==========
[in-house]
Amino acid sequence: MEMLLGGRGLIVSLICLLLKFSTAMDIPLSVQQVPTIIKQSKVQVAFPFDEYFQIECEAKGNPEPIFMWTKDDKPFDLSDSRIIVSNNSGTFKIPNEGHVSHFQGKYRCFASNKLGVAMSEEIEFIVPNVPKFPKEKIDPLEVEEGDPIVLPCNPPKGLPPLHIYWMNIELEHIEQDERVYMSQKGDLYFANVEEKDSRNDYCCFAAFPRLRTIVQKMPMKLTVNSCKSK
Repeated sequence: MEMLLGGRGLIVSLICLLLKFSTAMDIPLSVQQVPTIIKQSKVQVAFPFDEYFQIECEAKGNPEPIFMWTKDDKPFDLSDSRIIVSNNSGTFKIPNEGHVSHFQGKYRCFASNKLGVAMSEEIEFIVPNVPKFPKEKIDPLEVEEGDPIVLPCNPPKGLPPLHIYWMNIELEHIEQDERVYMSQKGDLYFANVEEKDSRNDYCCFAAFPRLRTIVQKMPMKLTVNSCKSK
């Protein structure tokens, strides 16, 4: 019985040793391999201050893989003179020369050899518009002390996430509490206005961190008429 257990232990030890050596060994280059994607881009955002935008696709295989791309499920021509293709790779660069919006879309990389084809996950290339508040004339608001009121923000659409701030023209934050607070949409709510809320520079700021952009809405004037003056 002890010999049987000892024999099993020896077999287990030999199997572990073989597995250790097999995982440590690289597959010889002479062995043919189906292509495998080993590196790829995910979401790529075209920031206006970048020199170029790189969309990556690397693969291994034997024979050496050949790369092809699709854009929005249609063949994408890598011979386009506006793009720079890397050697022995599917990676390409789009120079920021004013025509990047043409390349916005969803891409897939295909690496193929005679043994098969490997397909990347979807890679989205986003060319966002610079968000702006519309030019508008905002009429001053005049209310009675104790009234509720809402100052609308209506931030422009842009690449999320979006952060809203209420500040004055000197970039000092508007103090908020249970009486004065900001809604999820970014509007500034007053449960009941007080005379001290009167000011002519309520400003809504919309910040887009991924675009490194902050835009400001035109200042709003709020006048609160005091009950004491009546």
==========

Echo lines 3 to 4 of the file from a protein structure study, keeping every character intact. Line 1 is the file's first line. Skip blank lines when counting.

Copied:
Repeated sequence: MEMLLGGRGLIVSLICLLLKFSTAMDIPLSVQQVPTIIKQSKVQVAFPFDEYFQIECEAKGNPEPIFMWTKDDKPFDLSDSRIIVSNNSGTFKIPNEGHVSHFQGKYRCFASNKLGVAMSEEIEFIVPNVPKFPKEKIDPLEVEEGDPIVLPCNPPKGLPPLHIYWMNIELEHIEQDERVYMSQKGDLYFANVEEKDSRNDYCCFAAFPRLRTIVQKMPMKLTVNSCKSK
């Protein structure tokens, strides 16, 4: 019985040793391999201050893989003179020369050899518009002390996430509490206005961190008429 257990232990030890050596060994280059994607881009955002935008696709295989791309499920021509293709790779660069919006879309990389084809996950290339508040004339608001009121923000659409701030023209934050607070949409709510809320520079700021952009809405004037003056 002890010999049987000892024999099993020896077999287990030999199997572990073989597995250790097999995982440590690289597959010889002479062995043919189906292509495998080993590196790829995910979401790529075209920031206006970048020199170029790189969309990556690397693969291994034997024979050496050949790369092809699709854009929005249609063949994408890598011979386009506006793009720079890397050697022995599917990676390409789009120079920021004013025509990047043409390349916005969803891409897939295909690496193929005679043994098969490997397909990347979807890679989205986003060319966002610079968000702006519309030019508008905002009429001053005049209310009675104790009234509720809402100052609308209506931030422009842009690449999320979006952060809203209420500040004055000197970039000092508007103090908020249970009486004065900001809604999820970014509007500034007053449960009941007080005379001290009167000011002519309520400003809504919309910040887009991924675009490194902050835009400001035109200042709003709020006048609160005091009950004491009546």